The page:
# Lecture 17 - Colour Devices: Subtractive Colour

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# Subtractive Colour

Subtractive colour is defined accord to its mechanism of production. Two examples.

1. Transmission (If you prefer mathematics that looks like mathematics see this.)
• Transmittance of a translucent filter is defined to be
• T(\lambda) = I(\lambda) / \Phi(\lambda), where
• I(\lambda) is the light entering the medium.
• \Phi(\lambda) is the light exiting the medium
• Density is a useful concept
• Show the relationship between optical density, absorption and transmittance
2. Reflection
• Show the similarity between the mathematics of transmission and the mathematics of reflection

It's called subtractive colour

• because light is removed from the incoming light

### Characteristics of Subtractive Colour

• Secondaries are darker than primaries
• "A mixture of colours is darker than either of the mixed colours," is the generalization.
• Saturated colours are darker than desaturated colours
• the same as subtractive colour

### Calibrating Subtractive Colour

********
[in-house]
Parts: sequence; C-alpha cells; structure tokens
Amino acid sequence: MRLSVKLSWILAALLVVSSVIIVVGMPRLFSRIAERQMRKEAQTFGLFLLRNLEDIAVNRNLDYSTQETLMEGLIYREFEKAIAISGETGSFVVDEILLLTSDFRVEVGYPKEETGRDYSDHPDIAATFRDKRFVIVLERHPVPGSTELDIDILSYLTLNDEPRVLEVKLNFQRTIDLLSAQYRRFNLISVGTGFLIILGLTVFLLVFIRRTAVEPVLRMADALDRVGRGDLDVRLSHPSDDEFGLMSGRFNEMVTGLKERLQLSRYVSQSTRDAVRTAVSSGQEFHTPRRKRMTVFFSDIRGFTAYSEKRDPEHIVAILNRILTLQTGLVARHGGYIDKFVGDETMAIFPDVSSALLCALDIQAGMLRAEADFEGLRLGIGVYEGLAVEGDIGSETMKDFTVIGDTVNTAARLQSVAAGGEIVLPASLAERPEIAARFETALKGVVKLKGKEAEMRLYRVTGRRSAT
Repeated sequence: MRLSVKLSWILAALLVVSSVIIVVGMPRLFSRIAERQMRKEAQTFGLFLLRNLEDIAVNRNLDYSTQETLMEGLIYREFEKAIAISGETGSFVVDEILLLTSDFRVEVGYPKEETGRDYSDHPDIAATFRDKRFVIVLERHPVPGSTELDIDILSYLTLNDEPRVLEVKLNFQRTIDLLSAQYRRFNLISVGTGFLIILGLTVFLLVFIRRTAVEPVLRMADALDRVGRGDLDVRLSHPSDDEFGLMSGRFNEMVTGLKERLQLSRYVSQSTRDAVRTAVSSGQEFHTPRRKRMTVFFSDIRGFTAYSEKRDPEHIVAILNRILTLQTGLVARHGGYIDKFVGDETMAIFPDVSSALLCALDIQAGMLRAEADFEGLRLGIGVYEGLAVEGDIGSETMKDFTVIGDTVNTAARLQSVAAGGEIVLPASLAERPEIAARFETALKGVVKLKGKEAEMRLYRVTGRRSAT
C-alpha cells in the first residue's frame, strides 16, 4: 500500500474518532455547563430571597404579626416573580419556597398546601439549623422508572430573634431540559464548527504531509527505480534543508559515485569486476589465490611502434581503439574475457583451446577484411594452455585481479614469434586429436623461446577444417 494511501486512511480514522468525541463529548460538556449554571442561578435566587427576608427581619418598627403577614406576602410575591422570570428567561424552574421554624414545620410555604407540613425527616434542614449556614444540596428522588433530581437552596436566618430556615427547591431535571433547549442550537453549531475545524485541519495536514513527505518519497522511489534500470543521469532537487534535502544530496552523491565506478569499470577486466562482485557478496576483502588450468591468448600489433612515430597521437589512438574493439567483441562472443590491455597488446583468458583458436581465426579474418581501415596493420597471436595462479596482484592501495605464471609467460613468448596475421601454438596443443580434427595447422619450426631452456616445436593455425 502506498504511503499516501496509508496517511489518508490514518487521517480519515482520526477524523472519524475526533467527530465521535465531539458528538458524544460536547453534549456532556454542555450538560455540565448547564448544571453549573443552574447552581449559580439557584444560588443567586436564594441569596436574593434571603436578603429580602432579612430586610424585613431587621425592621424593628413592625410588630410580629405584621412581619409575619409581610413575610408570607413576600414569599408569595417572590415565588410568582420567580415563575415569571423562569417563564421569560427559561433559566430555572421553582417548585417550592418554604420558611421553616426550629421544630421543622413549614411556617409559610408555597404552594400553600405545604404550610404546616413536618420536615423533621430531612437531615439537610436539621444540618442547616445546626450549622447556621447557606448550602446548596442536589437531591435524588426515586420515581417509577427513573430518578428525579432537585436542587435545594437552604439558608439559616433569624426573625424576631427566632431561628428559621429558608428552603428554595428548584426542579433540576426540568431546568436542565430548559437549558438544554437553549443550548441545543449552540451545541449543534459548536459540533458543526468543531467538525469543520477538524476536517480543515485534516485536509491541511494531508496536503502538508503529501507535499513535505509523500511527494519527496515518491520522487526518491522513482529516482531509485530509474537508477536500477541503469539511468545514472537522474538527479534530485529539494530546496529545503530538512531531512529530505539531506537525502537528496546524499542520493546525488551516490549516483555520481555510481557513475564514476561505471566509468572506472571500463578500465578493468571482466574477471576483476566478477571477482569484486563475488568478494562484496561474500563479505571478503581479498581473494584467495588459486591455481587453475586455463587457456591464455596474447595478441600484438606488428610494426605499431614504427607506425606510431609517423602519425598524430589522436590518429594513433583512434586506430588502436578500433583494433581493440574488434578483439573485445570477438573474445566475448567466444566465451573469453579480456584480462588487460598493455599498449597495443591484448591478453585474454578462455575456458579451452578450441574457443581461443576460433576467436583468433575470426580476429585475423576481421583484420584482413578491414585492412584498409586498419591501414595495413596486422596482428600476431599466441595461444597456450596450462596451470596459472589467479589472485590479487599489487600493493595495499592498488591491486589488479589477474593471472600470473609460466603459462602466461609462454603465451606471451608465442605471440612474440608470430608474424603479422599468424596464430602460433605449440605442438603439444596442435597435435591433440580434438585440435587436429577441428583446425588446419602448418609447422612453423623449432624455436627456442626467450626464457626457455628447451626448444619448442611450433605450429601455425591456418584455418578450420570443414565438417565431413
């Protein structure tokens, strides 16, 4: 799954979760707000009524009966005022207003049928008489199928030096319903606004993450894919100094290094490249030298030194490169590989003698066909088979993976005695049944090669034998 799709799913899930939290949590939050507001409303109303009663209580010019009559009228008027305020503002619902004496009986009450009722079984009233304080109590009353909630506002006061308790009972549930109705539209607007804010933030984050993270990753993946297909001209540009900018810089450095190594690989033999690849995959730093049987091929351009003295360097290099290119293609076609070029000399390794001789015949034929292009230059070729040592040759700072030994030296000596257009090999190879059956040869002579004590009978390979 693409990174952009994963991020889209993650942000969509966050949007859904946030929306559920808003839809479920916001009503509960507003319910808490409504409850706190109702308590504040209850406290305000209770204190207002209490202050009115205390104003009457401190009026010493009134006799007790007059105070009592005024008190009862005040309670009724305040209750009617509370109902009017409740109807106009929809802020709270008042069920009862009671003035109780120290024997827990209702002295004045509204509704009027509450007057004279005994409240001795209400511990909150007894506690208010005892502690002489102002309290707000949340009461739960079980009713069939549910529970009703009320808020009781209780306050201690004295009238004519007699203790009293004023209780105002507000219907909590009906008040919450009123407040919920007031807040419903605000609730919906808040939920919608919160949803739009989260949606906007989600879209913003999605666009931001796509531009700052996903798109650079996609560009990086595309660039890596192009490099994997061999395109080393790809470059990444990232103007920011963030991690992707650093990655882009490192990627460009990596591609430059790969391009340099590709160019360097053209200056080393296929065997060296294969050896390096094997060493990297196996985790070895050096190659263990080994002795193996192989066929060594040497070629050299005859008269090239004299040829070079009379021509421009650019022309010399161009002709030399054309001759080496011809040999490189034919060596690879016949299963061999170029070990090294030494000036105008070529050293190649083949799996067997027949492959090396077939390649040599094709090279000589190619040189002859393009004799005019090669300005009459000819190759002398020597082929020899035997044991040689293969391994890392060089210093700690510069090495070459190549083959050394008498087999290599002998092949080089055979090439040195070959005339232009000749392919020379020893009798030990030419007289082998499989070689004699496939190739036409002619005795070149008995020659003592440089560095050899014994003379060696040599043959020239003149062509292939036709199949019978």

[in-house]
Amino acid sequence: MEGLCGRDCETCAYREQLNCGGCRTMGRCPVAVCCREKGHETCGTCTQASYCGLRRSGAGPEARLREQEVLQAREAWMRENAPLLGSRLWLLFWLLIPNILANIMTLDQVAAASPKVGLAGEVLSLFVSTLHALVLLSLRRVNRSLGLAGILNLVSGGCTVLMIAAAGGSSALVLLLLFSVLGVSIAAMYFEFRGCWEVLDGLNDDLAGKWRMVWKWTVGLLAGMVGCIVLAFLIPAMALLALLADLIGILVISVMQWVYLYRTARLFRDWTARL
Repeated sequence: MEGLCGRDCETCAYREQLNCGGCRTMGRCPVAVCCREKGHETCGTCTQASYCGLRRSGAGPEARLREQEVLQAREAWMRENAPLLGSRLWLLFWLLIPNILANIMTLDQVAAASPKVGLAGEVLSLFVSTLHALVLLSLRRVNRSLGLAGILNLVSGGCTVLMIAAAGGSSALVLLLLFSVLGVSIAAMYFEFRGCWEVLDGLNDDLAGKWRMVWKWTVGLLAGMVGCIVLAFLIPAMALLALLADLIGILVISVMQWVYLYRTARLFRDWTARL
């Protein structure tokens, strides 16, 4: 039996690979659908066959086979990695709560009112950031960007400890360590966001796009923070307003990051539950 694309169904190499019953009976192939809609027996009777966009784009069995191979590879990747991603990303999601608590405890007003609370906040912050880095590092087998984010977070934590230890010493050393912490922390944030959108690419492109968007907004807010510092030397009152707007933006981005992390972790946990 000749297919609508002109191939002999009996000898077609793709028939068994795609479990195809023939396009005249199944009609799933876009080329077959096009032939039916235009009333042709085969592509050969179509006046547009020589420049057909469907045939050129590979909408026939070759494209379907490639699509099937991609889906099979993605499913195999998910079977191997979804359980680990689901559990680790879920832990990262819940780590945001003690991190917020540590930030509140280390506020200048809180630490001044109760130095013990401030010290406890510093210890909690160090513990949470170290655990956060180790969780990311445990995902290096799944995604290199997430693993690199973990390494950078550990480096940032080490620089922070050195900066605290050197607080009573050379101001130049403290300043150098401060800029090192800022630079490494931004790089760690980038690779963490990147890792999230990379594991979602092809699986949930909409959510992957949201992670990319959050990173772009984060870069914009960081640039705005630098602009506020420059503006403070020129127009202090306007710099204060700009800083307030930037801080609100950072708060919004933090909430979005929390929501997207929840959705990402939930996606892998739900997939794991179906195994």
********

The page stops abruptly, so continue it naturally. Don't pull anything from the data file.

Combined with additive mixture (e.g. half-tone printing) model-based calibration seems possible, but ...

1. detailed models depend strongly on
• ink colour
• paper
• screen pattern
• screen rotation
• lighting
• etc.
2. approximate models, such as
• random coverage

## Half-tone Printing

### Laser Printer

process black versus separate black screen

## Commercial Press

1. Solid colour,
• 96 dots per mm
• compare monitor, 4 dpmm
• laser printer, early, 10 dpmm
• laser printer, modern, 24 dpmm
• serifs lightly curved
2. Originally printed in solid colour,
• three inks: red, yellow, black

Reproduced in half-tone (Why?)

• look at the type through the loupe
• and with the naked eye
3. B&W, half-tone colour
• look at the eyes: through the loupe, naked eye
4. Cloth in half-tone
• competing patterns at comparable scales
5. Compare to 3.
• these half-tones were done by a human, not a camera
• look at the eyes
• look at the edge of the blue jacket

## Continuous-tone Printing

Continuous tone is what you have with most additive devices

• half-tone:
• only colour or no colour
• intermediate colours average colour areas with no colour areas, so they are not uniform
• pseudo-pixels must be bigger than the resolution of the device
• continuous-tone
• `continuous' range of colours
• no averaging needed
• pseudo-pixels need be only as big as the number of colour channels

Examples

• rotogravure
• dye sublimation
• ink-jet